Many visitors tackle Disneyland (or Disney California Adventure) systematically, beginning at the entrance and working their way clockwise around the park. My advice: Arrive early and run to the most popular rides -- the Indiana Jones Adventure, Star Tours- The Adventures Continue, Big Thunder Mountain Railroad, Splash Mountain, the Haunted Mansion, and Pirates of the Caribbean, all in Disneyland; and Twilight Zone Tower of Terror, Soarin' Over California, California Screamin', Grizzly River Run, and It's Tough to Be a Bug rides in Disney California Adventure. Waits for these rides can last an hour or more in the middle of the day.
This time-honored plan of attack may eventually become obsolete, thanks to Disney's complimentary FASTPASS system. Here's how it works: Say you want to ride Space Mountain, but the line is long -- so long the current wait sign indicates a 75-minute standby. Instead, you can head to the automated FASTPASS ticket dispenser, where you pop in your park ticket to receive a free voucher listing a computer-assigned boarding time later that day. When you return at the assigned time, you enter through the FASTPASS gate and only have to wait about 10 minutes (to the envy of everyone in the slowpoke line). For a complete list for each park, check your official map/guide when you enter and look for the red FP symbol. Note: You can obtain a FASTPASS for only one attraction at a time. Also, the FASTPASS system doesn't eliminate the need to arrive at the theme park early, because there's only a limited supply of FASTPASSes available for each attraction on a given day. So if you don't show up until the middle of the afternoon, you might find that all the FASTPASSes have been distributed to other guests.
Relax . . . Think Fun, not Frantic
It's finally here, the dream vacation to the "Happiest Place on Earth!" Whether you're 6 or 60, it's hard to keep from getting caught up in the excitement, even when you're the one responsible for the (seemingly) endless planning stage.
Once you arrive and enter the theme park(s), kids -- and plenty of adults -- seem to kick into warp speed. But sensory overload doesn't mean you should abandon common sense. Here are just a few suggestions to avoid common pitfalls:
- Write Down Your Car's Location: When you're rushing to jump the tram for the park, it's easy to forget that your section/row/floor looks exactly like dozens of others in the parking lot or structure. Take a second to write down your parking location or snap a photo with your phone.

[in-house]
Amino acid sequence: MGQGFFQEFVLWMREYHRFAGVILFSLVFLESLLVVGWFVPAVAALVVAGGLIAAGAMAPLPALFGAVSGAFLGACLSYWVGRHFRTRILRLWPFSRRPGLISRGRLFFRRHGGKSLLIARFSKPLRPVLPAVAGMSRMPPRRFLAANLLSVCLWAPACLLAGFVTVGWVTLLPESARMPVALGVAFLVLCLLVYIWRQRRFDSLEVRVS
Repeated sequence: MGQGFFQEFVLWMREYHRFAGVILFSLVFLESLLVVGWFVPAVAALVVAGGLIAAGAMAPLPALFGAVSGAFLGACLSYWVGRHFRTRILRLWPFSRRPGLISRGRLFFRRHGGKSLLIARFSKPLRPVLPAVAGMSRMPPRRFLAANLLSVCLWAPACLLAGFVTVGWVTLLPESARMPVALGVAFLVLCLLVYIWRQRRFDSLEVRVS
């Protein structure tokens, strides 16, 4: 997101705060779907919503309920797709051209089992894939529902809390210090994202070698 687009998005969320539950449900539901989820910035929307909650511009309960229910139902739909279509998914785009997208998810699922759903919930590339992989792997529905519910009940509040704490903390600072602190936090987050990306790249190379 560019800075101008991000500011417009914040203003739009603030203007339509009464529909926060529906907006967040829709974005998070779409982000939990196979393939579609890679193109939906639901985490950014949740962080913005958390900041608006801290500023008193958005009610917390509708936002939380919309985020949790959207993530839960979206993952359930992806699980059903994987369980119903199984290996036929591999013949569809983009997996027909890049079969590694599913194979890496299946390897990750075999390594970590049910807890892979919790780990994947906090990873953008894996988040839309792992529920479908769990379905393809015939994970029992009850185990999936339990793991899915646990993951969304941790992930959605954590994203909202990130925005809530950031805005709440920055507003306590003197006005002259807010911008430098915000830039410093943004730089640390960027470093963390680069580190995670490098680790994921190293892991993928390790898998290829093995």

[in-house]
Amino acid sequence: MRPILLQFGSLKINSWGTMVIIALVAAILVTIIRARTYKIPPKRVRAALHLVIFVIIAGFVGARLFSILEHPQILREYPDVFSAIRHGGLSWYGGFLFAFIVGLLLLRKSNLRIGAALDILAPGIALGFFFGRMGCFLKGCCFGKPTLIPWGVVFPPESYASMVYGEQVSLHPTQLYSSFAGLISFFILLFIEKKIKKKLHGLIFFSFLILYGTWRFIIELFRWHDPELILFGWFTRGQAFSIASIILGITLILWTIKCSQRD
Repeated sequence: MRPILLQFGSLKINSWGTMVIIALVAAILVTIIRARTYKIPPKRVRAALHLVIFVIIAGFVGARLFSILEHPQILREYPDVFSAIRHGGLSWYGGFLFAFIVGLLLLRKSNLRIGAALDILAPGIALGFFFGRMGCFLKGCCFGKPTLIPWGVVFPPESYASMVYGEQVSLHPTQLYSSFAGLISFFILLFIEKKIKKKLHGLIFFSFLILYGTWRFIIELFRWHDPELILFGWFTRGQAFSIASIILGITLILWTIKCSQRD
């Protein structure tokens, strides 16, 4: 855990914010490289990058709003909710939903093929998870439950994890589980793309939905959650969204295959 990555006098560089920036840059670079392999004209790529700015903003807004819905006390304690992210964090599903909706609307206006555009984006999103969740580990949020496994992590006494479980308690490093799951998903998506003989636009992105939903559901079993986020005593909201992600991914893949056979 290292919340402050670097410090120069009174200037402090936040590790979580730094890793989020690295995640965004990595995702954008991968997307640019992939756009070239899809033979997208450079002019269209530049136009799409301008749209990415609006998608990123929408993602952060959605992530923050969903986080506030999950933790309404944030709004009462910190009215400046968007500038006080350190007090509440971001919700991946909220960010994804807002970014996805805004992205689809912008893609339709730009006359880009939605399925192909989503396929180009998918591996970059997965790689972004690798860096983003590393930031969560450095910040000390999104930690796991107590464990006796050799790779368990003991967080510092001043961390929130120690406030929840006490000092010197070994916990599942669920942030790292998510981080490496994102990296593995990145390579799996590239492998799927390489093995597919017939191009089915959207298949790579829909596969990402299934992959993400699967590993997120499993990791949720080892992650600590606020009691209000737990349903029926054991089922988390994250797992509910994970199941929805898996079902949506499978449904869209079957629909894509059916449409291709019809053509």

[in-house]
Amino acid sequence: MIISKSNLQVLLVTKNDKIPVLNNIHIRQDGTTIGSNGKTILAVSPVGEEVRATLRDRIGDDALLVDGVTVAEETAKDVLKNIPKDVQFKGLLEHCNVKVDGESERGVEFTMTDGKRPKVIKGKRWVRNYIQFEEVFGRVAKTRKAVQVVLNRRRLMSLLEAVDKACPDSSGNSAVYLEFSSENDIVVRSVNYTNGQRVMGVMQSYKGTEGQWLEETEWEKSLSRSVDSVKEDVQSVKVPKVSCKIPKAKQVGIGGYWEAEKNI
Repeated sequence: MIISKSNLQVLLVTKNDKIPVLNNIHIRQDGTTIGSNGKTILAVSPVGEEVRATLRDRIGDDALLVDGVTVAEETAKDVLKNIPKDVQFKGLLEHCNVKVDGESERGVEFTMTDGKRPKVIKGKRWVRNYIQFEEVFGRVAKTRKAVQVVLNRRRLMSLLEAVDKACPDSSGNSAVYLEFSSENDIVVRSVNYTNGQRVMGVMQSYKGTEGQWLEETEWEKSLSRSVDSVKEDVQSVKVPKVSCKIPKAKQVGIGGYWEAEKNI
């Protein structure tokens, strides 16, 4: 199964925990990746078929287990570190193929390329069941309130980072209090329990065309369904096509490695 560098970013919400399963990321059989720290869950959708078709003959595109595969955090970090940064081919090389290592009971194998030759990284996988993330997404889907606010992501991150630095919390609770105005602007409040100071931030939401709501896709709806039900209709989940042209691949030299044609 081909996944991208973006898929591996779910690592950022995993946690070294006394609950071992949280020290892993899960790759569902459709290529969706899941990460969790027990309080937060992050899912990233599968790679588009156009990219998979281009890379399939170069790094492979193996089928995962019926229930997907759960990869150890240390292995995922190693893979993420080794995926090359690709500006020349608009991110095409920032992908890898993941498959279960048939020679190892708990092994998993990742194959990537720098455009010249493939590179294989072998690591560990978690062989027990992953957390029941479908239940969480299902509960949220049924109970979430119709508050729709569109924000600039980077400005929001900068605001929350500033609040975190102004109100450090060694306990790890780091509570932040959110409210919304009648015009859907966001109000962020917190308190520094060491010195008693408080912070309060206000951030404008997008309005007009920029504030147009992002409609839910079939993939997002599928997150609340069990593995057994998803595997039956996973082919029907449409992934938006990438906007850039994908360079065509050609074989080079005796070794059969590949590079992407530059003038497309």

- Don't Overplan: Only the most stubbornly energetic parkgoers (and if you have small children in tow, this is definitely not you) can manage to see everything at Disneyland in 1 day. California Adventure is more manageable, but can also be time-consuming at peak capacity. Agree as a group to several "must-do" rides and activities each day, so no one is disappointed by missing their favorite ride or attraction.
- Pace Yourself: Why are those folks running to catch the parking lot tram? Relax, the theme parks aren't going anywhere, and trams run constantly during peak arrival and departure hours. While inside the park, stagger long waits in line with easy-entry shows and rides, and remember to sit with a refreshing drink every now and then. It may seem like a good idea to head right for another "must-do," but even the best ride is less fun if you've been cranky for 45 minutes in line.
- Set a Spending Limit: Kids should know they have a certain amount to spend on between-meal snacks and Disney souvenirs, so they'll look around and carefully decide which trinket is the one they can't live without.
- Dress Comfortably: We mean really comfortably, so you can stay that way throughout a long, hot day with lots of walking and lots of standing. Reliable walking shoes (sneakers or walking sandals are best), layered clothing (a sweat shirt or sweater for evening can be welcome, even in summer), sunblock (yes, even in winter) and a hat and/or sunglasses are all must-haves. And be advised, there are lockers inside the park near the entrance to Main Street, so you needn't weigh yourself down by trying to carry everything you brought -- and everything you bought -- with you at all times.
Note: This information was accurate when it was published, but can change without notice. Please be sure to confirm all rates and details directly with the companies in question before planning your trip.